Wednesday, 4 February 2009
The IEEE Communications Magazine, January 2009, has a interesting section on Underwater Wireless Communications for those who may be interested.
Underwater networks of sensors have the potential to enable unexplored applications and to enhance our ability to observe and predict the ocean. Unmanned or Autonomous Underwater Vehicles (UUVs, AUVs), equipped with underwater sensors, are also envisioned to find application in exploration of natural undersea resources and gathering of scientific data in collaborative monitoring missions. These potential applications will be made viable by enabling communications among underwater devices. UnderWater Acoustic Sensor Networks (UW-ASNs) will consist of sensors and vehicles deployed underwater and networked via acoustic links to perform collaborative monitoring tasks.
The single most killer application for Underwater Wireless Communication would be in disaster prevention. Sensor networks that measure seismic activity from remote locations can provide tsunami warnings to coastal areas, or study the effects of submarine earthquakes (seaquakes).
There are major challenges in the design of underwater acoustic networks that include:
• The available bandwidth is severely limited;
• The underwater channel is impaired because of multipath and fading;
• Propagation delay is five orders of magnitude higher than in Radio Frequency (RF) terrestrial channels, and variable;
• High bit error rates and temporary losses of connectivity (shadow zones) can be experienced;
• Underwater sensors are characterized by high cost because of a small relative number of suppliers (i.e., not much economy of scale);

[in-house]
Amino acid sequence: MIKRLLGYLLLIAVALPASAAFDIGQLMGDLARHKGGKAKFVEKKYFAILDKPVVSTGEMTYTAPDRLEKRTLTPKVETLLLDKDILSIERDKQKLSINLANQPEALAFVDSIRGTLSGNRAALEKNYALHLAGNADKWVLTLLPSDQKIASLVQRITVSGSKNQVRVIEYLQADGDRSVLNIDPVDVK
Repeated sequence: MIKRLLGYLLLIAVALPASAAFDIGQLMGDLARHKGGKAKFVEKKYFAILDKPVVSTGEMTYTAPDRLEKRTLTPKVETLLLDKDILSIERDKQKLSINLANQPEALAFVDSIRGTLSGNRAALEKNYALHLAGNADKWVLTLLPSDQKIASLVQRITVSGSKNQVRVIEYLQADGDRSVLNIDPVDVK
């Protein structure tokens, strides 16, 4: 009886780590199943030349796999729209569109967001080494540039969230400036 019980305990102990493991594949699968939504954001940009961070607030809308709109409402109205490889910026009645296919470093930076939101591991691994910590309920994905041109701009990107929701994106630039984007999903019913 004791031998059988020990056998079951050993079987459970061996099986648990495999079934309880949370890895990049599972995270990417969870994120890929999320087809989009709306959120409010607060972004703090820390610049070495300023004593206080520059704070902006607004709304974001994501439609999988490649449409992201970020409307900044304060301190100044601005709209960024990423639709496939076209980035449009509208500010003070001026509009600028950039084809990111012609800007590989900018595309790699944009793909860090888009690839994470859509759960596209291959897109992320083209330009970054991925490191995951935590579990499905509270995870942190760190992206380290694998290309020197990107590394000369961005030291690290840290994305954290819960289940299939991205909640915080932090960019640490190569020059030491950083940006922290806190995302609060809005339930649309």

• Battery power is limited and usually batteries cannot be recharged;
• Underwater sensors are prone to failures because of fouling and corrosion.
There has been intensive research on MAC protocols for ad hoc and wireless terrestrial sensor networks in the last decade. However, due to the different nature of the underwater environment and applications, existing terrestrial MAC solutions are unsuitable for this environment. In fact, channel access control in UW-ASNs poses additional challenges due to the peculiarities of the underwater channel, in particular limited bandwidth, very high and variable propagation delays, high bit error rates, temporary losses of connectivity, channel asymmetry, and extensive time-varying multipath and fading phenomena. Existing MAC solutions are mainly focused on Carrier Sense Multiple Access (CSMA) or Code Division Multiple Access (CDMA). This is because Frequency Division Multiple Access (FDMA) is not suitable for UW-ASN due to the narrow bandwidth in UW-A channels and the vulnerability of limited band systems to fading and multipath. Moreover, Time Division Multiple Access (TDMA) shows a limited bandwidth efficiency because of the long time guards required in the UW-A channel. Furthermore, the variable delay makes it very challenging to realize a precise synchronization, with a common timing reference.
The next challenge is to select a routing protocol from a range of protocols that will work in the best manner with the MAC solution selected.
Another challenge is to select the correct transport layer protocols. A transport-layer protocol is required to achievereliable transport of event features and to perform flow and congestion control. Most existing Transport Control Protocol (TCP) implementations are unsuited for the underwater environment because the flow control functionality relies on window-based mechanisms that require an accurate estimate of the round trip time (RTT).
If you dont have access to IEEE Comms Mag then you can still read one of the papers online here.